There are other specials that could, if placed on the market, command equal respect. Some of the lesser caliber command lesser prices. If racing is your goal, there is good reason to look into the available specials.
Quite naturally, a competition special cannot be tested on the road unless it is legally equipped so that it won’t bring down the wrath of the law. It can, however, with the owner’s or operator’s permission, be taken on to such places as are used for racing under supervision. The same inspection rules as outlined above apply here, but since such equipment as this is generally the province of the more advanced and knowing type, we needn’t delve into it further.
There is, however, a further class of “special” that might intrique the first-time buyer if only for its ready serviceability. These are the so-called “Boulevard Sports Specials.” They have generally been built on a standard (but reworked) American chassis such as the Ford, or on a special chassis built to take American suspension parts and an American engine. Bodies are generally fiberglass and of commercial manufacture. There are several of these manufacturers who turn out some very good-looking coachwork – or at least the basis therefor.
The value of these “Boulevard Specials” depends definitely and completely on the workmanship and meeting of the minds of the owner and purchaser. Resale value is not always good – you have about a 50 percent chance of getting a decent return. If properly built with the good workmanship often found in the small specialty shop, these fiberglass specials often make surprisingly good road cars, and some are easily the equal in speed, handling, and comfort of the more boulevard-ish foreign cars. They have an added advantage in that they can be serviced and repaired at any good shop handling the cars from which the special is derived.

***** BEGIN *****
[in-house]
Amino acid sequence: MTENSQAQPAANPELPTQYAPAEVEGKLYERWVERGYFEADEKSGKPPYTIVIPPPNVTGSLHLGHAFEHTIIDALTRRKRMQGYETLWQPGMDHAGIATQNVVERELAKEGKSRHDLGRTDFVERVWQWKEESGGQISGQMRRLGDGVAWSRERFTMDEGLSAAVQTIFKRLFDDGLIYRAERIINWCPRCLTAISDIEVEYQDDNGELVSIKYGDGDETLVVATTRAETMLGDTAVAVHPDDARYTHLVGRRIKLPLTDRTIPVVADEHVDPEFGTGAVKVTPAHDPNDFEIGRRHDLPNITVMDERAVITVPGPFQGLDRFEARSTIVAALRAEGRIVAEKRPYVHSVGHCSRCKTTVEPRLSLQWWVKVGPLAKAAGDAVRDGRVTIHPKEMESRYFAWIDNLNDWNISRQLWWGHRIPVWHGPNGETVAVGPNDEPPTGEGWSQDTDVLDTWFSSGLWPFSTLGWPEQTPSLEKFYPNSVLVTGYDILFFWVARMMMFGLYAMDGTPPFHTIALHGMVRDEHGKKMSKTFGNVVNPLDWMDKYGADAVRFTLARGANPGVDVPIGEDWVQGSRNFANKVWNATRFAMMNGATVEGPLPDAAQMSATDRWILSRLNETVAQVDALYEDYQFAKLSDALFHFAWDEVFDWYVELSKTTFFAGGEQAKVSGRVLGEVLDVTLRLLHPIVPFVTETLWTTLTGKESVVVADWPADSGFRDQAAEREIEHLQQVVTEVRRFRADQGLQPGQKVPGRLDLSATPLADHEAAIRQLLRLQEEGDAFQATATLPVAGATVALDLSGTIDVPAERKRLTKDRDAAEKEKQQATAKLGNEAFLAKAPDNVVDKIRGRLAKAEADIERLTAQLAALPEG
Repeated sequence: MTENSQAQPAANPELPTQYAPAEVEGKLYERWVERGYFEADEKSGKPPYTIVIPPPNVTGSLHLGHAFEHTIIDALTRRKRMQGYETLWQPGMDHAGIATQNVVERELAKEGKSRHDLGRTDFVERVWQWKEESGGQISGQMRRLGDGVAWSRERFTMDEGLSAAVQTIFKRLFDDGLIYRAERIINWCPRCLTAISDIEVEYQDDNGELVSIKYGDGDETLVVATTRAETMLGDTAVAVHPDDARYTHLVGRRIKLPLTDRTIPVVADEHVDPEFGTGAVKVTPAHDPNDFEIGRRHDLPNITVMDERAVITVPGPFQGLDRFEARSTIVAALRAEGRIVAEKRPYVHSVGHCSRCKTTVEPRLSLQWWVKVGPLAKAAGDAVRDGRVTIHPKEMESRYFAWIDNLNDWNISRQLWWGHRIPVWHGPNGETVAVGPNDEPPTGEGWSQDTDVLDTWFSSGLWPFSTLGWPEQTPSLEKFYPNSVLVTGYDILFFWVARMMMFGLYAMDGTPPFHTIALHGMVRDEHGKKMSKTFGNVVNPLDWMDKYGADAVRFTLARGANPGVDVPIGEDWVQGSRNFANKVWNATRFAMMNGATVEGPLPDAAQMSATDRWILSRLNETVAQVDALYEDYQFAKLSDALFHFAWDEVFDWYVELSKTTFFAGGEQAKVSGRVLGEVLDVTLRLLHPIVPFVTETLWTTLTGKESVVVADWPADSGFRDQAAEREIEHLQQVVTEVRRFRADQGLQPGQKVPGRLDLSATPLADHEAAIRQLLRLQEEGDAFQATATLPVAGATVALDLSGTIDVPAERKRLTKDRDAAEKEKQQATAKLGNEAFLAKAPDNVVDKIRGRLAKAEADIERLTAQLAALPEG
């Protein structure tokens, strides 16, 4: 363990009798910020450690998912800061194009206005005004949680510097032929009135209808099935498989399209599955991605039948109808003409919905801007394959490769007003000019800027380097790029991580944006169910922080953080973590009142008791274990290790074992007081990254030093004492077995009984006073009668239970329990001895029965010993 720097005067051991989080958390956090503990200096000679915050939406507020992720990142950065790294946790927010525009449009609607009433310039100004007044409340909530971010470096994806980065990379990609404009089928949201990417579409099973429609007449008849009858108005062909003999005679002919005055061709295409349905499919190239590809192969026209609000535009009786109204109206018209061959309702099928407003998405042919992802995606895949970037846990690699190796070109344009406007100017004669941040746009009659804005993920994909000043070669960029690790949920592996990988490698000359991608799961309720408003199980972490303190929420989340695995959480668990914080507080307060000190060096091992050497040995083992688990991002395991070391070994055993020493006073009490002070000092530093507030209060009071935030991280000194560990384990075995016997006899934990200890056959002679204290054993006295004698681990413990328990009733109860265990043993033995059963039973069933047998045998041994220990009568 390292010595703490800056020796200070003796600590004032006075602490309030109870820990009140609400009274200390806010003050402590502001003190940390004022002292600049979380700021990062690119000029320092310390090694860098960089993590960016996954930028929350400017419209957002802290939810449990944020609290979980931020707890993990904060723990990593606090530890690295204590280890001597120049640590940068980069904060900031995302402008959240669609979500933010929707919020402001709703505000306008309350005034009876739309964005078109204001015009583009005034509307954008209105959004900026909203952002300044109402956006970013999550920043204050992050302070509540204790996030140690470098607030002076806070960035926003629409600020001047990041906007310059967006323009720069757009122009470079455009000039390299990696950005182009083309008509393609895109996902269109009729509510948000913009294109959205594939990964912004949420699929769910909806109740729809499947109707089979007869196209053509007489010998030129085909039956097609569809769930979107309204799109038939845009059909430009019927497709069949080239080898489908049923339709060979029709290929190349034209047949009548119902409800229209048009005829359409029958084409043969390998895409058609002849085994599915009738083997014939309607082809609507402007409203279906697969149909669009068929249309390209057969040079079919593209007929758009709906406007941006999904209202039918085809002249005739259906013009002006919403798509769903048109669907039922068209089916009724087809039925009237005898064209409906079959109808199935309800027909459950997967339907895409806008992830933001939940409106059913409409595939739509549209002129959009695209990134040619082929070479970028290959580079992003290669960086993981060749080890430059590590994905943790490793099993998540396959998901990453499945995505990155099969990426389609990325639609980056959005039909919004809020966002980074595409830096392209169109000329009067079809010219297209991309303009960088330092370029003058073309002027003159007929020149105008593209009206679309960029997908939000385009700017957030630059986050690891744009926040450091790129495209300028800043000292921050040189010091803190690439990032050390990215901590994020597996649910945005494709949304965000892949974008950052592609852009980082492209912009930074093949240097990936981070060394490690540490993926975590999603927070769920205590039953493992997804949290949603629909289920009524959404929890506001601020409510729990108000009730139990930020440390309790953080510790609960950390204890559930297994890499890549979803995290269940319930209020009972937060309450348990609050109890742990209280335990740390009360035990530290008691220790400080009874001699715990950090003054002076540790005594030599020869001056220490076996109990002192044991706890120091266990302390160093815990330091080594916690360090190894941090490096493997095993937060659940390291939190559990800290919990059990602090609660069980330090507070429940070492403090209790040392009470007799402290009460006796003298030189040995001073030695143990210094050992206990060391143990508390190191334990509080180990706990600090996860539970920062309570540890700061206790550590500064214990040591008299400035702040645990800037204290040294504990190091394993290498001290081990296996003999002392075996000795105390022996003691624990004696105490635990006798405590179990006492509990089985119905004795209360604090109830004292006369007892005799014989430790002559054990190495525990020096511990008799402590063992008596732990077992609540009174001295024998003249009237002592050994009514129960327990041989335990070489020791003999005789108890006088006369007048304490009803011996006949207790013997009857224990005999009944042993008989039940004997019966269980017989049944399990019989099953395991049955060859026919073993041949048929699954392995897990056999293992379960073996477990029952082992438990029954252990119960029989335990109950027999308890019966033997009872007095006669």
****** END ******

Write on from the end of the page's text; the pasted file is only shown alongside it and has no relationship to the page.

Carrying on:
Quite often they are in the “best buy” class for those who do not live within reasonable distance of a foreign car specialist. Inspection of these is especially important, however. Every part should be thoroughly checked, with particular attention being paid to chassis and frame parts. Body mounting should be carefully inspected to see that it is sturdy enough to stand normal usage; and that internal bracing, door hinges, locks, and trim are not merely handsome makeshift. In these, above all, the byword is caveat emptor. You have no recourse and no guarantee; but if you know what you’re about, you can come up with an excellent car for considerably less than the gouge for foreign equipment.
Thoughts and Musings:
I don’t think we’re going to find too many articles like this from back in the day.
John Christy does an excellent job segmenting the two types of “specials” from one another, as follows:
- Sports Car / Race Car Specials
- American Boulevard Sports Car Specials
Rick D’Louhy and I have been classifying the 100 inch wheelbase cars or less as primarily inclusive of the “Sports Car / Race Car Specials” category. Conversely, we classify fiberglass-bodied cars which have a wheelbase greater than 100 inches as part of the “American Boulevard Sports Car Specials” category. This latter category would include cars such as the Maverick Sportster (127” wb), Grantham Stardust (110” wb), Victress S4 (112” wb), Gazelle/Navajo (116” wb), and other cars with this larger wheelbase too.
This is not a perfect division, but the kinds of cars that Christy mentions in his book fall roughly on this divide as well, so Rick and I feel this is a useful classification too. As I said before….I would have alot to talk about with John Cristy. I liked his thoughts and ideas.
Hope you enjoyed the story, and until next time…
Glass on gang…